Cliff and Ken and Paul had also ridden over from Western Washington, which was a surprise since Cliff had said he wasn’t coming a couple days before; I think the temptation of a good motorcycle ride helped.  I played a couple times on Friday night before bed.  The next day, several of the guys from Eastern Washington headed home.  Since July 4th was mid-week this year, Camp Columbia actually spanned both weekends, and they had been there since at least the holiday.  This (and the split week in general) reduced the number of people, but I still got to play a few times, including with hottie Nick in the afternoon.

I had a difficult time bottoming this weekend, needing far more effort to take hands than usual.  It’s not the temperature (since I dealt with that in Palm Springs in June), so it was either just the long ride making my ass weary, or so much play in San Francisco the weekend before setting things off.  I had some difficulty earlier in the week, too, so I actually lean toward the latter, and I’ve had the problem once before, where for whatever reason, it’s like a switch was toggled in my ass, resetting my ability to relax properly back to where I was 3 or 4 years ago.  As with that time, my brain knew what to do but my body was rejecting it.  And as with the previous instance, I simply kept at it and things smoothed back to my regular state by the next weekend.  (I should remember to ask other fisting friends if they have encountered this effect.)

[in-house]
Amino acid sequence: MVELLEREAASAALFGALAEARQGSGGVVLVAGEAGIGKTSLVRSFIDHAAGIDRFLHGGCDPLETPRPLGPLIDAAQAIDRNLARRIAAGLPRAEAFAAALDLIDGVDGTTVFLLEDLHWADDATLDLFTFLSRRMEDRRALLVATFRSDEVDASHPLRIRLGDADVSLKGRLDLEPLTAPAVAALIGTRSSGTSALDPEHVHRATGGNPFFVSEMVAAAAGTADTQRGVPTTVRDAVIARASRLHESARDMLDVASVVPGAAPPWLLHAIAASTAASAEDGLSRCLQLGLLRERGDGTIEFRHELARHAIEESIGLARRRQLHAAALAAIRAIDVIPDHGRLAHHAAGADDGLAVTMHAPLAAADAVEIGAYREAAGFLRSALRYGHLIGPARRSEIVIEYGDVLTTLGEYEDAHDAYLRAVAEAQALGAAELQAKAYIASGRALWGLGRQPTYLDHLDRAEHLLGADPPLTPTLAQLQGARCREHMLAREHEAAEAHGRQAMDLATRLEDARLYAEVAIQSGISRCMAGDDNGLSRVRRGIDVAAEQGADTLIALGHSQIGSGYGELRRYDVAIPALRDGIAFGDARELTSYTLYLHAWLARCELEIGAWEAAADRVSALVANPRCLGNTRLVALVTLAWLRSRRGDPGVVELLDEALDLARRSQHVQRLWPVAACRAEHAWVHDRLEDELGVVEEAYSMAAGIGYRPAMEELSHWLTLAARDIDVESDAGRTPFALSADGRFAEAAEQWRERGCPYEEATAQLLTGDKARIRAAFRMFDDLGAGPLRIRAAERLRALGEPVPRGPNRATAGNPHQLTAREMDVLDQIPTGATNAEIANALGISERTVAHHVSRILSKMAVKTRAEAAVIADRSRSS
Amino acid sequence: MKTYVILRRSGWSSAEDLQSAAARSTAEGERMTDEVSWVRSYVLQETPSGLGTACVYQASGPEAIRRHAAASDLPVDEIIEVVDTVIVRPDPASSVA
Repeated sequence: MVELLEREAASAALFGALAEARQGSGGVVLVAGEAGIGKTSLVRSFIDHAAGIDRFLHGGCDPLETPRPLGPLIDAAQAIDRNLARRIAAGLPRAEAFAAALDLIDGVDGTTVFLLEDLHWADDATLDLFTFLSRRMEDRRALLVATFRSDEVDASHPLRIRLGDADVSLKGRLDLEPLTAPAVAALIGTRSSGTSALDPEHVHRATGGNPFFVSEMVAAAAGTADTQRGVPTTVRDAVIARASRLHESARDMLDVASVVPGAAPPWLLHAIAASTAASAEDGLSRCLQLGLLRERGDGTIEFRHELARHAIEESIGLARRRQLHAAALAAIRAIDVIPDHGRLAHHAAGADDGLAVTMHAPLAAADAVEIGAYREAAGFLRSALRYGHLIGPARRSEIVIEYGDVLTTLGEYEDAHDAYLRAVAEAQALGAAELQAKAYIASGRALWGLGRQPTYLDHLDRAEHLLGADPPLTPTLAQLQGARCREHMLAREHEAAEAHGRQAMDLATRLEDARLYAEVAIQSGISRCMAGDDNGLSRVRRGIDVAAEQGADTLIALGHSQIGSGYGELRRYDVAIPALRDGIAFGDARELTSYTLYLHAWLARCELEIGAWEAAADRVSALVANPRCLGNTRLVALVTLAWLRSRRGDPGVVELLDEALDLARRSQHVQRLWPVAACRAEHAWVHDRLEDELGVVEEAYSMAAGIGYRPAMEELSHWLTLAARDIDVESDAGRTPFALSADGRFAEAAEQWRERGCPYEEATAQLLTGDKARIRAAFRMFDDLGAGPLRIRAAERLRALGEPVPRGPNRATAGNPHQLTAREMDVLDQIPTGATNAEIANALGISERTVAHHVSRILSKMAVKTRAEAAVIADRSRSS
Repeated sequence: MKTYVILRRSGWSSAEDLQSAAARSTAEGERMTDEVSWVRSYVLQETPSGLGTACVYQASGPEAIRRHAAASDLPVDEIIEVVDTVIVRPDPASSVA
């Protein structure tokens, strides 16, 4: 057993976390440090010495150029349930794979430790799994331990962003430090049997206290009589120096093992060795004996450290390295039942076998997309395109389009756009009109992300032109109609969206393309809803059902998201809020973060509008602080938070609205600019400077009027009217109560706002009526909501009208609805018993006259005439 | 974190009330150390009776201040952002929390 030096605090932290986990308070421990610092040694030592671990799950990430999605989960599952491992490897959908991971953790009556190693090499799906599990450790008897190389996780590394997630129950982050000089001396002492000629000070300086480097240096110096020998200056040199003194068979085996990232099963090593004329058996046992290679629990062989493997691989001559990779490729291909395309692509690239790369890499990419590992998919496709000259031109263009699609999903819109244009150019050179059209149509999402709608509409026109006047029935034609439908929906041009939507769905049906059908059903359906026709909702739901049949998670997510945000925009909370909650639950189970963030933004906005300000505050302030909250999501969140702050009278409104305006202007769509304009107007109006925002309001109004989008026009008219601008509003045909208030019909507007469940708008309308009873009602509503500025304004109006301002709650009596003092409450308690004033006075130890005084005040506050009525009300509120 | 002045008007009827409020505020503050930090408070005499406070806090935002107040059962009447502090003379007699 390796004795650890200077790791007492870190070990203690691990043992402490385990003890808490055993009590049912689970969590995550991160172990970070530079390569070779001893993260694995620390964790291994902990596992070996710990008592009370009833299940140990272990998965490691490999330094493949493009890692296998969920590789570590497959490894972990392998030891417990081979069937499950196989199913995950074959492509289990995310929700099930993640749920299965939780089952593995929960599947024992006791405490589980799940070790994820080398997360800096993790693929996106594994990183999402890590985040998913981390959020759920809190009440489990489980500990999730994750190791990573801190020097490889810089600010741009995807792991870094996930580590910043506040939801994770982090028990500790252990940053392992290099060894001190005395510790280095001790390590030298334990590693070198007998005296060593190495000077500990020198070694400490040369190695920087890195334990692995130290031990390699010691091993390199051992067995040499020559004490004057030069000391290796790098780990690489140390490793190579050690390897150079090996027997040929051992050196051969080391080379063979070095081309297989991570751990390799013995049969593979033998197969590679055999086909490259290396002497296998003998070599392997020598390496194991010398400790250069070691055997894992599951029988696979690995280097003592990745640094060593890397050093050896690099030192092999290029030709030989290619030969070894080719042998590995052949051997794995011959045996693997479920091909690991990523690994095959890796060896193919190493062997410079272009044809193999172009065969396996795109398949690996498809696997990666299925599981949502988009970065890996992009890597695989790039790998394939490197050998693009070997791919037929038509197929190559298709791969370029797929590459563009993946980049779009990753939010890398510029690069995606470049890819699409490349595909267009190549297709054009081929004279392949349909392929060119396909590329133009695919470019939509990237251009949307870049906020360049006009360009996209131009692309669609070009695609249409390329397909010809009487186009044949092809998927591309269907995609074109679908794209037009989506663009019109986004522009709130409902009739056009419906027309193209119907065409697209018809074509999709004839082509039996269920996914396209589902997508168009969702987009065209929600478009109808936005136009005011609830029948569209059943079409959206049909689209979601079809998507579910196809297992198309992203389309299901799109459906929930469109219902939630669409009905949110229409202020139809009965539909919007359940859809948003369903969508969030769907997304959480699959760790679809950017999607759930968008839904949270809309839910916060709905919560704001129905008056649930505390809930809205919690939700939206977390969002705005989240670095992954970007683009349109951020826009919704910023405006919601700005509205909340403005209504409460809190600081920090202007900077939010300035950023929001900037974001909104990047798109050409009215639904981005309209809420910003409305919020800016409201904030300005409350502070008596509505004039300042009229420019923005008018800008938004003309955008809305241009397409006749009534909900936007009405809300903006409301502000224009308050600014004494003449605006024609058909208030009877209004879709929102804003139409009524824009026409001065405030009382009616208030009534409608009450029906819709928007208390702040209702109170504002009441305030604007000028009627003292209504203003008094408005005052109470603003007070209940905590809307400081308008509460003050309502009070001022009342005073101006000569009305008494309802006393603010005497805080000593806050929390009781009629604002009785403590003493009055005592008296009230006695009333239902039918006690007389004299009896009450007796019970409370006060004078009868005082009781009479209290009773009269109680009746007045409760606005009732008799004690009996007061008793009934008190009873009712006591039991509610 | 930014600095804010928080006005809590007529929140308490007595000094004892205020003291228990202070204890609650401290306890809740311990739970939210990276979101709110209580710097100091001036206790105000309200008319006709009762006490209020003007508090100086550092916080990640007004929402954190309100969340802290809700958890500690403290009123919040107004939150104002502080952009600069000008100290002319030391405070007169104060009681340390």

Sunday morning, with temperatures that day expected to crest 100, Cliff and Paul headed out about 9:30 on the route to Vantage I had come down on, and I took the alternate Yakima route around 10:00, and we met up for lunch in Ellensburg.  They then headed to Leavenworth and Stevens Pass (better end point for where they each live, north of Seattle), while I took Snoqualmie Pass.  I had a fine ride back, but they got caught in traffic down the pass (probably worse because of the semi-holiday weekend) and it took an extra 90 minutes or so.